Sep 16, 2013

Here are directions to Dante's Inferno from San Francisco. Take Hwy 280 south to San Jose. Look for the 9th Circle exit and follow that to "Round 2".  Not 1 or 3.  They're easy to confuse. From there go to the corner of Sunol and Auzerais. People in the neighborhood don't pronounce it the way it sounds.  They also can't describe where the entrance to the Inferno is. You'll have to find that yourself.  The word above the door is nearly unintelligible. Look closely: Mater Dei Towing (not the actual name but the same shenanigans). This is Round 2. You've arrived. Ask for Virgil. He'll be expecting you.  He doesn't look anything like you'd think. Go inside. It's very dark. He'll leave you at that point.

The place is nearly the size of a football field, with the ceiling as high as an old Hollywood sound stage.  Off to the right you may notice Count Ugolino gnawing on the pate of his one time colleague, Archbishop Ruggieri delgi Ubaldini. You remember the story of those two!  Well, that's why the nickname for this part of the Inferno is "Treachery."

Naturally, you'll take in the very tasteful decor.  There are may be 30 limos for hire, for all the local Kardashians; and then a dozen wrecks for ordinary people. Everything is neat and lined up. There's the sound of tow trucks getting ready to go out; engines revving, radios blaring. And heavy metal coming from somewhere else. There is also a large mobile home, at the end of a ramp — for those who arrive in a wheelchair. This is the devil's office. There's fake grass here and there. And fake plants. And a giant fan. And the lights from the mobile home make you think it's night, even though it's broad daylight just out the door. There's something vaguely cinematic about the whole thing; a place Rod Serling would appreciate immediately.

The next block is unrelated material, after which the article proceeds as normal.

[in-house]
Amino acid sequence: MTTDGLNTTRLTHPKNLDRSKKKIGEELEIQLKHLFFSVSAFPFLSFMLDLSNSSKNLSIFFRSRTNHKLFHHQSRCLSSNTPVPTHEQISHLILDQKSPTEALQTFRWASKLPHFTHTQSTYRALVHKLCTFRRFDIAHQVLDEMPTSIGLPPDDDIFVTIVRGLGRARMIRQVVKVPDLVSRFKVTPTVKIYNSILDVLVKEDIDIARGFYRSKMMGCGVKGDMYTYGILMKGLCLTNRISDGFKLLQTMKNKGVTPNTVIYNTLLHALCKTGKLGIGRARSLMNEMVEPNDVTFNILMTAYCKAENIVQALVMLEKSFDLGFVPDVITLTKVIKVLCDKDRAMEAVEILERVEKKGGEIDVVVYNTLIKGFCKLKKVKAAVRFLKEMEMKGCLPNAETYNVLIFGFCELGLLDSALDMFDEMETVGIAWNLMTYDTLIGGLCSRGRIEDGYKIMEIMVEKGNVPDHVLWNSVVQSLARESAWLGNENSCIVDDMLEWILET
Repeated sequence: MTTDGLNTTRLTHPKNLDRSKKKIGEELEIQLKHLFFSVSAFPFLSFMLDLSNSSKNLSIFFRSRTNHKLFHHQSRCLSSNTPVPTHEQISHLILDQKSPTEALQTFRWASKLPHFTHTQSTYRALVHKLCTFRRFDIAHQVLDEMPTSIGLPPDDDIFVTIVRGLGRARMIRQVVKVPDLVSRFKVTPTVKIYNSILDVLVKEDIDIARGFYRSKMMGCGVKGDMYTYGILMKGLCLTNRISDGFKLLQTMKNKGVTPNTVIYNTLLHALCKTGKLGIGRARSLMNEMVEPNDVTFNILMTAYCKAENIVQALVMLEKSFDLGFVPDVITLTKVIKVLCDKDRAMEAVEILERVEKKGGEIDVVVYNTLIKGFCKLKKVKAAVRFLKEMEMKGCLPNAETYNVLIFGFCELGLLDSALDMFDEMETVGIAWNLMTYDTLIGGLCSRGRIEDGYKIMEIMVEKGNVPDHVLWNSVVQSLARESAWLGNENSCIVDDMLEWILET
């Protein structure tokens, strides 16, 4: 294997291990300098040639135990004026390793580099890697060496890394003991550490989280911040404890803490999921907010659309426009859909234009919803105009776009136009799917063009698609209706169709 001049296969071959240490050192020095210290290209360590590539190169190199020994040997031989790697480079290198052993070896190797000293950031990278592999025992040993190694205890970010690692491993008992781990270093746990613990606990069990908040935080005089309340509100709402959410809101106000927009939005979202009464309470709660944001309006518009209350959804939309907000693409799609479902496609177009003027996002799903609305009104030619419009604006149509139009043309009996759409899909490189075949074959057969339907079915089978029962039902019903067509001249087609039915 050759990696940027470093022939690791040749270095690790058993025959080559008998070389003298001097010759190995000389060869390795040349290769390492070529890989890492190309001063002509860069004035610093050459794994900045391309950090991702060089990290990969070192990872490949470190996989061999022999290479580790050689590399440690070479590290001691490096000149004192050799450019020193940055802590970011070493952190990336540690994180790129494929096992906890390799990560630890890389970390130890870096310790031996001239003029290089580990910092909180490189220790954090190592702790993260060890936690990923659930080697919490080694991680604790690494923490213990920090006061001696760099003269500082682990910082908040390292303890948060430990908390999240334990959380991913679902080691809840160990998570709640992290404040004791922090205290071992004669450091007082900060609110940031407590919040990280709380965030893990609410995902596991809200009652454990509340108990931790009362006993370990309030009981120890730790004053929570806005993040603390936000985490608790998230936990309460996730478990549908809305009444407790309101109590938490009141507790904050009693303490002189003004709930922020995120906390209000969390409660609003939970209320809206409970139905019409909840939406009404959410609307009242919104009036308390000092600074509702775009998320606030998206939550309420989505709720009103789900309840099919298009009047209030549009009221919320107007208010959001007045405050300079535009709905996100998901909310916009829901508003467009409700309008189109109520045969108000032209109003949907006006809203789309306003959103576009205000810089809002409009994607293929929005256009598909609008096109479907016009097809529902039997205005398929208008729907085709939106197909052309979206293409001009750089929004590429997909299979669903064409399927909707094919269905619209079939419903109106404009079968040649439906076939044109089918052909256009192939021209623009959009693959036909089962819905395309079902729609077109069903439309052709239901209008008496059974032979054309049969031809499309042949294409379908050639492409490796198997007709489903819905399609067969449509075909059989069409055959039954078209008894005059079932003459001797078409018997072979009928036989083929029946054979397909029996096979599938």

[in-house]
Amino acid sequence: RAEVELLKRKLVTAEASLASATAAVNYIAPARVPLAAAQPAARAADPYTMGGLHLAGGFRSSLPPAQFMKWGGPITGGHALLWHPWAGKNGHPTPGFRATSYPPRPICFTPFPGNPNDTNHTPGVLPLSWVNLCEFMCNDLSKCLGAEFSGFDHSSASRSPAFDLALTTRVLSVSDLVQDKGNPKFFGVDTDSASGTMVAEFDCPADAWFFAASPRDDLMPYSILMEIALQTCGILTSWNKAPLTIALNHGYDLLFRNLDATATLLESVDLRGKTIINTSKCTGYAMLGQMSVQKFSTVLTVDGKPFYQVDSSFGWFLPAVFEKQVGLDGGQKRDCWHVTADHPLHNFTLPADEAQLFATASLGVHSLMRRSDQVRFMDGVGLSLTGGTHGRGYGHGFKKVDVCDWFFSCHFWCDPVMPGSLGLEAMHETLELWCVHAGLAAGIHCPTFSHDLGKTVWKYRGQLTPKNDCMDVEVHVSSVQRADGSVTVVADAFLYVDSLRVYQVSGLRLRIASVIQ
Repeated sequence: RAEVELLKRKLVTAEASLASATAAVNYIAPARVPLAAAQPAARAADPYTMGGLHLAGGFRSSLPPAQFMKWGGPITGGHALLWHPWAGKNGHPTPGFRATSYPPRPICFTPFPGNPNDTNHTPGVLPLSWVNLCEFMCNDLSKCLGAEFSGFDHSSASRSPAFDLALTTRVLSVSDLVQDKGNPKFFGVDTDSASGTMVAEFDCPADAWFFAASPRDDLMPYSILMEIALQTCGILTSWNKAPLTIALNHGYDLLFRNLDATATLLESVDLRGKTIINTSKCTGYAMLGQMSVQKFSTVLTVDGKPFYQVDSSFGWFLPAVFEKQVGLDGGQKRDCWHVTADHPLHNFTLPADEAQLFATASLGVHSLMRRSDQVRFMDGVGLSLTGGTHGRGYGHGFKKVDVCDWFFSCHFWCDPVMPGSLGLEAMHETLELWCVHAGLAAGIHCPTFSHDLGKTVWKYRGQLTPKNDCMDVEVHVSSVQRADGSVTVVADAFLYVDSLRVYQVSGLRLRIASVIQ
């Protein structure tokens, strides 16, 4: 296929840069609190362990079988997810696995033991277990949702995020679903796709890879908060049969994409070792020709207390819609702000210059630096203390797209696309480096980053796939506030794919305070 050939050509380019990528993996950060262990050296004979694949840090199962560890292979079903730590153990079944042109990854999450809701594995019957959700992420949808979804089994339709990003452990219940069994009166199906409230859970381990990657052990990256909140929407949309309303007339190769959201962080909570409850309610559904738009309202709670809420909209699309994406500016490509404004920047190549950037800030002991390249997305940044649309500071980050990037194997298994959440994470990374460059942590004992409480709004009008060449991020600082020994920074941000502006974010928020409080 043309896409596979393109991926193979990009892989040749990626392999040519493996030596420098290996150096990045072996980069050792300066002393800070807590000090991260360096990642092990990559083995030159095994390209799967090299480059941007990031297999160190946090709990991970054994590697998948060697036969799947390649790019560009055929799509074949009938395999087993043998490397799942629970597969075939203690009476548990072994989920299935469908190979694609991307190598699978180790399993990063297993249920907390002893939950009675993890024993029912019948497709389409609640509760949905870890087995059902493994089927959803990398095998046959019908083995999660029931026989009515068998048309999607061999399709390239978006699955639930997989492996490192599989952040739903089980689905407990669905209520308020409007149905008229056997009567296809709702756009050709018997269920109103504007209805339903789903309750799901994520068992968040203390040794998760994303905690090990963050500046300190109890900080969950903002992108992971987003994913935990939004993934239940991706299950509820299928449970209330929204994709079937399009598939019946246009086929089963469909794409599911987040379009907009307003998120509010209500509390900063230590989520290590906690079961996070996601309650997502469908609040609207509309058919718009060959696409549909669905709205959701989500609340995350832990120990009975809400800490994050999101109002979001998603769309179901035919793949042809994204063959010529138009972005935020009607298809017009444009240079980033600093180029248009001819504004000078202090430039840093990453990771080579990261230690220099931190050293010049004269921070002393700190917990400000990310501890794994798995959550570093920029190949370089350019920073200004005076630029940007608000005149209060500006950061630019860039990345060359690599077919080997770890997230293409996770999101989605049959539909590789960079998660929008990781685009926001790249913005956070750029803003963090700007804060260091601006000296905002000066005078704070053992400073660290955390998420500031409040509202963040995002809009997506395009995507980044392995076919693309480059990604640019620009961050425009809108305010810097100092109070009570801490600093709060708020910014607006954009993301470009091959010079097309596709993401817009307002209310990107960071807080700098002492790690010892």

Now why would you ever come to such a business? Let's say you are in car accident. It's not your fault, and this is a no-fault state anyway, and here these people have been kind enough to tow your badly wrecked car to their business. But there's a little more to it. Hwy Patrol officer, Broderick Crawford at your service, complete with raspy, angry voice, arrives on the scene and with all the charm of a mortician's dead father asks for your information. 'What happened here?' 'Exactly how far were you from the car in front?'